| SACRAMENTO, California
SACRAMENTO, California It may be January, but Southern California beach-goers could be forgiven for breaking out the marshmallows early, as lawmakers moved to protect a classic rite of summer - the seaside bonfire.
Under a new anti-pollution measure adopted last year by regulators in charge of air quality for Los Angeles and Orange Counties, fire rings on beaches near houses or in places where air quality was low would have to be removed.
The measure prompted outrage from across the political spectrum in the coastal state, with Republicans railing that unelected bureaucrats were destroying the California way of life.
Likewise, some Democrats complained that removing the fire rings would eliminate an inexpensive and beloved summer ritual for people who can't afford to live in expensive beachfront communities.
Freshman Republican assemblyman Travis Allen, a surfer whose district south of Los Angeles includes several beach communities, took on the issue as one of his first efforts.
His bill, which gives the California Coastal Commission authority over fire pits, passed on Monday in the state Assembly on a vote of 64-0.
One of the few Republican-backed measures to make it through either house of the Democratic-controlled legislature this session, the bill will now go to the state senate, where supporters say they also expect it to pass.
"Everybody loves a beach bonfire," Allen said in an interview at his Capitol office. "It's a safe, fun activity."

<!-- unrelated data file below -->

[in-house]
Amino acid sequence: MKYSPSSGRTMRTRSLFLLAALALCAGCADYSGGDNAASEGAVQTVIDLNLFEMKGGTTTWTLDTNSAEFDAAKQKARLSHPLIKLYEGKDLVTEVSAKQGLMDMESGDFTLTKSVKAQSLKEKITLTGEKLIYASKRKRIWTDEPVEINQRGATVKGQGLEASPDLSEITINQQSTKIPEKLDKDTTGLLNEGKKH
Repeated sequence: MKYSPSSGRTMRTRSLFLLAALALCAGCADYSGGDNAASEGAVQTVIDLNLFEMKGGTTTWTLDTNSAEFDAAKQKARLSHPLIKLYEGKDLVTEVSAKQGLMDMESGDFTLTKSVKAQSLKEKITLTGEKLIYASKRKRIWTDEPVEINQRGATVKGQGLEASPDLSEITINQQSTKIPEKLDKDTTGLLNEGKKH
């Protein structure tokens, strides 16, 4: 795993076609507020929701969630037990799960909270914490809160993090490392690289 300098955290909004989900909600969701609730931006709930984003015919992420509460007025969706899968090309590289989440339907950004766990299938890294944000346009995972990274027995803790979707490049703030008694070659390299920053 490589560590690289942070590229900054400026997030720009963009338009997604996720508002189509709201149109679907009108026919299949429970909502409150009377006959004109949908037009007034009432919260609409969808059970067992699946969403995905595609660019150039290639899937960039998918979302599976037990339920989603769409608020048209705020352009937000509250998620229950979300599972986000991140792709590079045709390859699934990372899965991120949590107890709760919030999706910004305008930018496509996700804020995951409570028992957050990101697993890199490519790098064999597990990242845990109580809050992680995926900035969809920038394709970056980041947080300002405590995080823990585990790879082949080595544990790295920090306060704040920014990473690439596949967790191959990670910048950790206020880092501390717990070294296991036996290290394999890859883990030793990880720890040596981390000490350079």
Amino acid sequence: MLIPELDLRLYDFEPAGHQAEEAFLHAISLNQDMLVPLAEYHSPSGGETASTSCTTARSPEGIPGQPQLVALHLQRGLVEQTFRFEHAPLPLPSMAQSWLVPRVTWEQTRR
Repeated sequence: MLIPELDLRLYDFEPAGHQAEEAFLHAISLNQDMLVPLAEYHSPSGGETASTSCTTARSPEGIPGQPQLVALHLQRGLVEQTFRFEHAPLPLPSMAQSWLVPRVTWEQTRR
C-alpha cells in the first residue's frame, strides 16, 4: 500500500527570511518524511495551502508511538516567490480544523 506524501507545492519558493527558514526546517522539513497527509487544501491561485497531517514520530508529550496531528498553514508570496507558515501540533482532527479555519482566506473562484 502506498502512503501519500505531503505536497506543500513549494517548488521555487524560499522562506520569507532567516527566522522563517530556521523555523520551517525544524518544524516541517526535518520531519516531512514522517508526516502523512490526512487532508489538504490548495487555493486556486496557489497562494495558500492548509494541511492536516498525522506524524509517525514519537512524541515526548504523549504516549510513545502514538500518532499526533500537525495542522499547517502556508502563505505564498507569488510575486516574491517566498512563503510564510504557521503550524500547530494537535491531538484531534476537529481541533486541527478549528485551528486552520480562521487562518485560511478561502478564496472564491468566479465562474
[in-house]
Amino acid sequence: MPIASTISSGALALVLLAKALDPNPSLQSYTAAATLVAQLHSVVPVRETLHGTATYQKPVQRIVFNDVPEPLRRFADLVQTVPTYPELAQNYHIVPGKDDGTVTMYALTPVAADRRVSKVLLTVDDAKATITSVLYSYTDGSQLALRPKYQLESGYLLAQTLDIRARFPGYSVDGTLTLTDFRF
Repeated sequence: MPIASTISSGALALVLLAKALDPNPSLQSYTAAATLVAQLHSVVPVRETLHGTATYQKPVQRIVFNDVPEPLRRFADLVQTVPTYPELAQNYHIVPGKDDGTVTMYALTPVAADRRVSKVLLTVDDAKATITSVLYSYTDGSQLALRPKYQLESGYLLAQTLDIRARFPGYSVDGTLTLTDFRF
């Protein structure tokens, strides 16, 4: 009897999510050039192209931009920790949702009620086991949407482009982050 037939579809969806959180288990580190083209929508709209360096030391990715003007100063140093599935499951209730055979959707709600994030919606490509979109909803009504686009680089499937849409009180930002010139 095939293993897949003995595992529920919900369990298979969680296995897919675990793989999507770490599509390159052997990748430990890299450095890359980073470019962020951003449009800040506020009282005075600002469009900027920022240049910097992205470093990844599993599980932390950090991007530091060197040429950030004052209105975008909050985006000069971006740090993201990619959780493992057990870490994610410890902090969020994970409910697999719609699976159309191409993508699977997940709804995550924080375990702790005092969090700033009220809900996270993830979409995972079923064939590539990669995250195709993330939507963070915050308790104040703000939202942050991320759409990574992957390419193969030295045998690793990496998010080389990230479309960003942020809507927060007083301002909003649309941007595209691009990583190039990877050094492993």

Last July, the South Coast Air Quality Management District ruled that beach bonfires send harmful particulates into the air and should be removed if they are within 700 feet of homes.
The agency also said that the pits should be removed from beaches that measure poorly on its air quality index.
"One fire pit in the evening emits as much fine particulate pollution as one big-rig diesel truck driven 564 miles," the agency said in a report announcing the new rules.
But Allen contends the move to ban some bonfires grew out of efforts by wealthy residents in Newport Beach to make the beach near their homes less attractive to party-goers, rather than a genuine concern for the environment.
"This is a beach access issue, masquerading as an air pollution issue," Allen said.
In California, state law is clear that the beaches are public property, and lawmakers tend to err on the side of protecting the rights of all residents to go enjoy the coastline, he said.
(Reporting by Sharon Bernstein; Editing by Cynthia Johnston and Ken Wills)